Using Aliases and the Autoload Function with Namespaces in PHP 5

Namespaces are an elegant approach to solving naming conflicts between the classes that are used by a PHP application. Indeed, it’s pretty common to suffer this problem during the development of a project that’s been charged to several programmers, and also when working with third-party libraries. This four-part series of articles, of which this is the last, shows you how to handle namespaces.

Introduction

Hopefully, the introduction of PHP 5.3 will contribute to fixing these issues, since it will incorporate support for namespaces. In the meantime, as you wait for its  release, you may want to take a close look at this group of articles, which will walk you through the basics of using namespaces with PHP 5 by way of a hands-on approach.

And speaking of hands-on approaches, you’ll possibly recall that in the previous article of this series, I explained by means of distinct practical examples how to utilize the “use” PHP keyword to tie a couple of sample classes to different namespaces. Of course, one of the most important benefits in using this reserved word is that it requires a shorter syntax for declaring and utilizing a certain namespace. This approach appeals to many programmers.

It’s worth noting, though, that PHP 5.3 will let you use yet another notation that can be quite helpful when it comes to declaring namespaces in a more intuitive way. In this specific case, I’m talking about the ability to work with aliases, that is, meaningful words that can be directly linked to a given namespace.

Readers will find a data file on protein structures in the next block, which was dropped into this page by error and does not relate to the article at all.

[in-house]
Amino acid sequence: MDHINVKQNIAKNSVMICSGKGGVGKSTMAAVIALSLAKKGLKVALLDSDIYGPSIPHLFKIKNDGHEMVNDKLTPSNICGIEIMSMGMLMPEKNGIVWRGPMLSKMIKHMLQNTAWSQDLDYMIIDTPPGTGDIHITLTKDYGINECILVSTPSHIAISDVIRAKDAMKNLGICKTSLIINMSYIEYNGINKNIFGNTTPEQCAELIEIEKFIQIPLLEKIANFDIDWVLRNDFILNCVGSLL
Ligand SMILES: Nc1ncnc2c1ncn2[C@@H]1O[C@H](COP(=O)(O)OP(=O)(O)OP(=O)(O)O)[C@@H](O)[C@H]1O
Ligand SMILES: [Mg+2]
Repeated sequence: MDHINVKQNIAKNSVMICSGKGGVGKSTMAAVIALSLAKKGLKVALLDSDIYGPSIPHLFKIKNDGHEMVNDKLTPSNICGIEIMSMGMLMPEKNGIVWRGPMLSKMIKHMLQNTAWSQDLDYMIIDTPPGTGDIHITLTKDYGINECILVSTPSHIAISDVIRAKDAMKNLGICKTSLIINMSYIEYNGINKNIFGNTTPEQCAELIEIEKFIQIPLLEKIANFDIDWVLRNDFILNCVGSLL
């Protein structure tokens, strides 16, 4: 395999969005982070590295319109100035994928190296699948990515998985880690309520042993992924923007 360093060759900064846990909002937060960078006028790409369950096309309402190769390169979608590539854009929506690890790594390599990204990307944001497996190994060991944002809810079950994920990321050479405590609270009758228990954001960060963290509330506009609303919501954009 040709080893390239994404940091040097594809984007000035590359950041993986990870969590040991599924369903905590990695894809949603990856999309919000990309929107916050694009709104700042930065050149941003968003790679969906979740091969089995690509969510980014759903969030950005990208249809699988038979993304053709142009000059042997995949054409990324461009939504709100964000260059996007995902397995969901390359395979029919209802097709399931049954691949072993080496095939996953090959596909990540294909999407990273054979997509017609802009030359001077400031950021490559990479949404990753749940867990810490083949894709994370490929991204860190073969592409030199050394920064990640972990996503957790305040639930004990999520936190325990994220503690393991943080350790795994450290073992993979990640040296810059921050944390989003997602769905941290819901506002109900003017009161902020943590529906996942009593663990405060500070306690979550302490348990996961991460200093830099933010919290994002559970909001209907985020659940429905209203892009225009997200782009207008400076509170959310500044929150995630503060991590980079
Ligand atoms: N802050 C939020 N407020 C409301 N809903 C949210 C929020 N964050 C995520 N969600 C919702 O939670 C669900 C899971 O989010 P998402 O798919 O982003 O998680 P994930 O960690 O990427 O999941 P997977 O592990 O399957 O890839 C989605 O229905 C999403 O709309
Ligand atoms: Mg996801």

If you’re interested in learning how to use aliases when working with namespaces, in this article I’ll be taking a close look at this topic, so you can learn quickly how to put this feature to work for you.

Now, it’s time to get rid of the preliminaries, and start discovering the real power in using namespace aliases with PHP 5. Let’s get going!

{mospagebreak title=Review: the use keyword}

I know that you want to see how to use namespace aliases with PHP 5, but first I’d like to reintroduce the example developed in the preceding article of this series. It was aimed at demonstrating how to utilize the “use” keyword to tie a sample “User” class to a fictional “UserManager::Blog” namespace.

That being said, here’s how the aforementioned example looked originally:


use UserManager::Blog::User;

 

class User{

private $firstName;

private $lastName;

private $email;

public function __construct($firstName,$lastName,$email){

if(!$firstName||strlen($firstName)>32){

throw new Exception(‘Invalid First Name parameter!’);

}

if(!$lastName||strlen($lastName)>32){

throw new Exception(‘Invalid Last Name parameter!’);

}

if(!$email||!preg_match("/^.+@.+..+$/",$email)){

throw new Exception(‘Invalid Email parameter!’);

}

$this->firstName=$firstName;

$this->lastName=$lastName;

$this->email=$email;

}

// get user’s first name

public function getFirstName(){

return $this->firstName;

}

// get user’s last name

public function getLastName(){

return $this->lastName;

}

// get user’s email

public function getEmail(){

return $this->email;

}

}


try{

// create new instance of ‘User’ class by using the specified namespace

$user=new User(‘Alejandro’,'Gervasio’,'alejandro@domain.com’);

// display user data

echo ‘First Name: ‘.$user->getFirstName().’<br />’;

echo ‘Last Name: ‘.$user->getLastName().’<br />’;

echo ‘Email: ‘.$user->getEmail().’<br />’;


/* displays the following

First Name: Alejandro

Last Name: Gervasio

Email: alejandro@domain.com

*/

}

catch(Exception $e){

echo $e->getMessage();

exit();

}